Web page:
# What's wrong with this program?

``````def short_distance(origins,(x,y),gap):
for (i,j) in origins.spilt(“ ”):
h=[]
h.append(float(math.sqrt ((i-x)*(i-x)+(j-y)*(j-y))))
for n in h:
if not gap < n:
print 0
if gap < n :
print n
``````
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It comes with no documentation! :P – Mike Mazur Nov 15 '09 at 9:27
lol. What he means is, it is easier for us to help if you explain what you are trying to do, and what is actually happening – Colin Pickard Nov 15 '09 at 9:28
We are going to need a lot more detail. What is this function being used for? – Dominic Bou-Samra Nov 15 '09 at 9:29
The indentation is broken. – ndim Nov 15 '09 at 11:58
This sounds suspiciously like a homework question. If it is homework, we can help you, but you should be the one to actually solve it. – Judah Himango Nov 15 '09 at 16:12

I would write the code more like this. If you run the code, it will report any failing tests (of which there are none).

``````import math

def short_distance(origins, point, gap):
"""
Describe origins, point, and gap are and what the
expected outcome is.

Then provide an example that tests the code
>>> short_distance('1,2 3,4', (5,6), 1.5)
5.65685424949
2.82842712475
"""
origins = parse_origins(origins)
distance_to_point = lambda point2: point_distance(point, point2)
# what's a better name for h?
h = map(distance_to_point, origins)
report(h, gap)

def report(h, gap):
"""
Take the results of the distances and report on them
"""
for distance in h:
if not (gap < distance):
print 0
else:
print distance

def point_distance(p1, p2):
"""
Calculate the distance between two points

>>> point_distance((0,0), (1,0))
1.0

more than one test here would be good
"""
x1, y1 = p1
x2, y2 = p2
return math.sqrt((x1-x2)**2 + (y1-y2)**2)

def parse_origins(origin_string):
"""
Parse an origins string.
>>> parse_origins('1,2 3,4')
((1.0, 2.0), (3.0, 4.0))
"""
points = origin_string.split(' ')
return tuple(map(parse_point, points))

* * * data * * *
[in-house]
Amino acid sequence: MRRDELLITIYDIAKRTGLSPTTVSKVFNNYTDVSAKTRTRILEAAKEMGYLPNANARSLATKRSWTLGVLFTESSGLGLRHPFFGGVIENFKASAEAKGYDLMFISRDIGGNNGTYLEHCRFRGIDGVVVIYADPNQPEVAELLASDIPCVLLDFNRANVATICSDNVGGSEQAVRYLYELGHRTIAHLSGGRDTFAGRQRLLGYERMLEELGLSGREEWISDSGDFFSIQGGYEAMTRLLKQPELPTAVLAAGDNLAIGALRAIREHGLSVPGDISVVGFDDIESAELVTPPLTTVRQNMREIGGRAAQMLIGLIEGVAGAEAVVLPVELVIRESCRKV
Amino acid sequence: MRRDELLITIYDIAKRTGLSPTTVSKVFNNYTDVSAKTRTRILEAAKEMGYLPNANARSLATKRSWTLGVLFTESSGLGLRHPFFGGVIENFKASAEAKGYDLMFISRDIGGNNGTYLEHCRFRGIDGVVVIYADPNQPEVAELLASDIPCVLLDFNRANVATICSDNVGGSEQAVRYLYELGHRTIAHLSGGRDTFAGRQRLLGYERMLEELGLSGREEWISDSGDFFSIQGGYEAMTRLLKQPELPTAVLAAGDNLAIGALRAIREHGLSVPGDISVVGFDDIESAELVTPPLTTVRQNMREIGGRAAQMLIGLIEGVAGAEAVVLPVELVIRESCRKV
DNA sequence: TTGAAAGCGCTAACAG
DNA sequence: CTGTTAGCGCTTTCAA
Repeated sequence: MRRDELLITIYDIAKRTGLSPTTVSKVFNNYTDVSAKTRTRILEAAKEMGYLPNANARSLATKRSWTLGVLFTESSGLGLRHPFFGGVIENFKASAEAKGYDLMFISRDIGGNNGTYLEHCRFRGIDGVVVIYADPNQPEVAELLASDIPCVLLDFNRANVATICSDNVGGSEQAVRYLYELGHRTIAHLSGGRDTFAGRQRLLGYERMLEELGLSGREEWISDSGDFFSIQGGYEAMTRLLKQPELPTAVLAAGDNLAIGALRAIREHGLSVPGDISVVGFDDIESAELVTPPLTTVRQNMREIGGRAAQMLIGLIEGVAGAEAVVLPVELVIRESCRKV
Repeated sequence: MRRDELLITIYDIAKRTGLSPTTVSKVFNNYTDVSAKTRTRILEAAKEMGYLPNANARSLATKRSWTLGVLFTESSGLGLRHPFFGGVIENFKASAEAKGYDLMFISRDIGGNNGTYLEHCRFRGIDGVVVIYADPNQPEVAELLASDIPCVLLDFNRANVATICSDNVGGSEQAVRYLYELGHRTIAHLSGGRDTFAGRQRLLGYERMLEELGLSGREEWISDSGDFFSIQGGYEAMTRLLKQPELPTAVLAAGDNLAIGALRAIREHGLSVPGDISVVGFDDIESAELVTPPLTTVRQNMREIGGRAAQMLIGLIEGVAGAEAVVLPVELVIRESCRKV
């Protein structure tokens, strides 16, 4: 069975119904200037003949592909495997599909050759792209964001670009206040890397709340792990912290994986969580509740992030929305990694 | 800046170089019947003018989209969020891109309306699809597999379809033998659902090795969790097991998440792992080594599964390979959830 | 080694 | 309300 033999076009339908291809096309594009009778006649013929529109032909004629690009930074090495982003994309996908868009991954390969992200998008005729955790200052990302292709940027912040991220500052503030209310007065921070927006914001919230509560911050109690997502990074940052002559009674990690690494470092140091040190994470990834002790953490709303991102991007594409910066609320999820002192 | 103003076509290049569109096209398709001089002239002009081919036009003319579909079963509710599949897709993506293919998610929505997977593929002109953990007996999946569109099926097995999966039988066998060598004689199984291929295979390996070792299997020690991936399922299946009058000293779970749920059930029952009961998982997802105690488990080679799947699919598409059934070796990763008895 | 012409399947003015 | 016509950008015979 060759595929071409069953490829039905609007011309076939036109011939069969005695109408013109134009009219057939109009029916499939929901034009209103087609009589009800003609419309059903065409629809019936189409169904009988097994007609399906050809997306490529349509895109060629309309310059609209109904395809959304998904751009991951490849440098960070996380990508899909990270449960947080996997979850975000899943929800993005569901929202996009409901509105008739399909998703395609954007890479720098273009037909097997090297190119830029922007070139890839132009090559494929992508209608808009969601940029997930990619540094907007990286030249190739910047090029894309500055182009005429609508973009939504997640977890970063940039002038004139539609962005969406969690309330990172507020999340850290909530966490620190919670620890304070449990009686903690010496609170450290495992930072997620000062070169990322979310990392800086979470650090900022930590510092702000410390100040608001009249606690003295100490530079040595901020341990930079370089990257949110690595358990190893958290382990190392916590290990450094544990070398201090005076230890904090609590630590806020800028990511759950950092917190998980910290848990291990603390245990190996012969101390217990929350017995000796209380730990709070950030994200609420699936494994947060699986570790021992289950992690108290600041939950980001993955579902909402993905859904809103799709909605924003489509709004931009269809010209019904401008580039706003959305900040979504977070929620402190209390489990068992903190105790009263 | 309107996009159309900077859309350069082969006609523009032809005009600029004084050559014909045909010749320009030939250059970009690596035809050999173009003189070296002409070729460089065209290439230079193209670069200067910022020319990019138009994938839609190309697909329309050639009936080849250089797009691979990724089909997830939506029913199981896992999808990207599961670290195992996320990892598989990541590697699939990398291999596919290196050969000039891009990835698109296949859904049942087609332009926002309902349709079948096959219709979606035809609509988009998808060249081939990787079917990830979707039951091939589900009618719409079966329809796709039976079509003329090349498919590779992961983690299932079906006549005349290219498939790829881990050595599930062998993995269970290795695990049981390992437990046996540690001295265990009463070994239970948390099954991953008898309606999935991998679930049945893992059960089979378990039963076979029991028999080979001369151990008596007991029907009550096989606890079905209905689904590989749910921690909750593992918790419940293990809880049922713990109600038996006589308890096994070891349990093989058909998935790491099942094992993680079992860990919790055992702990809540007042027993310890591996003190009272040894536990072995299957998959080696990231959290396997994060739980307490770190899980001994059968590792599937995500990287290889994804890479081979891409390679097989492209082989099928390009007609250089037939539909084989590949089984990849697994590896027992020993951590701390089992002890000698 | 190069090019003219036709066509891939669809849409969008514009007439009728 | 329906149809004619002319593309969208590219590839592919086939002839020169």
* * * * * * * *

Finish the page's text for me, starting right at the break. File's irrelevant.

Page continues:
def parse_point(point_string):
"""
Take a string like 1,2 and return a tuple of the numbers
in that string.

>>> parse_point('1,2.0')
(1.0, 2.0)
"""
return tuple(map(float, point_string.split(',')))

def test():
import doctest
doctest.testmod()

if __name__ == '__main__':
test()
``````
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• the indentation is wrong; the `for` loops should be indented more than the `def`
• typo: `origins.spilt(" ")` should probably be `origins.split(" ")`
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Your code is perhaps for finding points from `origins` that are close to `(x, y)`. There is a lot of errors in it:

1. Indention is wrong.
2. `split()` method is spelled wrong.
3. `split()` method returns flat list while you are expecting a list of pairs.

The former two are easy to fix. Without knowledge of `origins` string format I can't be sure what dou you wish ere. See this question for solutions on how to convert flat list to list of pairs.

Also note that `if` statement has `else` clause, so you can write:

``````if gap < n:
print n
else:
print 0
``````
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1. You'll need to import math
2. The indentation is wrong
3. If Origins is a string like `'1,1 2,2 3,3'`, `Origins.split(" ")` will give you a list of strings `["1,1", "2,2", "3,3"]`. You will need to do some extra work to be able to use it with the for loop `for (i,j) in ...` You need a list of tuples like [(1,1), (2,2), (3,3)]
4. `math.sqrt` already returns a float, so you can leave that out
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Here's the code:

``````from math import sqrt
def short_distance(origins,(x,y),gap):
def distance(i, j):
ix, iy = i - x, j - y
return sqrt (ix*ix + iy*iy)
all_distances = (distance(float(i), float(j)) for (i,j) in origins)
for n in all_distances:
print (0 if gap >= n else n)
``````

And then use it like this:

``````>>> origin = (0, 0)
>>> points = [(1, 1), (2, 1), (1, 2), (2, 2)]
>>> gap = 1.5
>>> short_distance(points, origin, gap)
0
2.2360679775
2.2360679775
2.82842712475
``````

My best guess is this does what you want.

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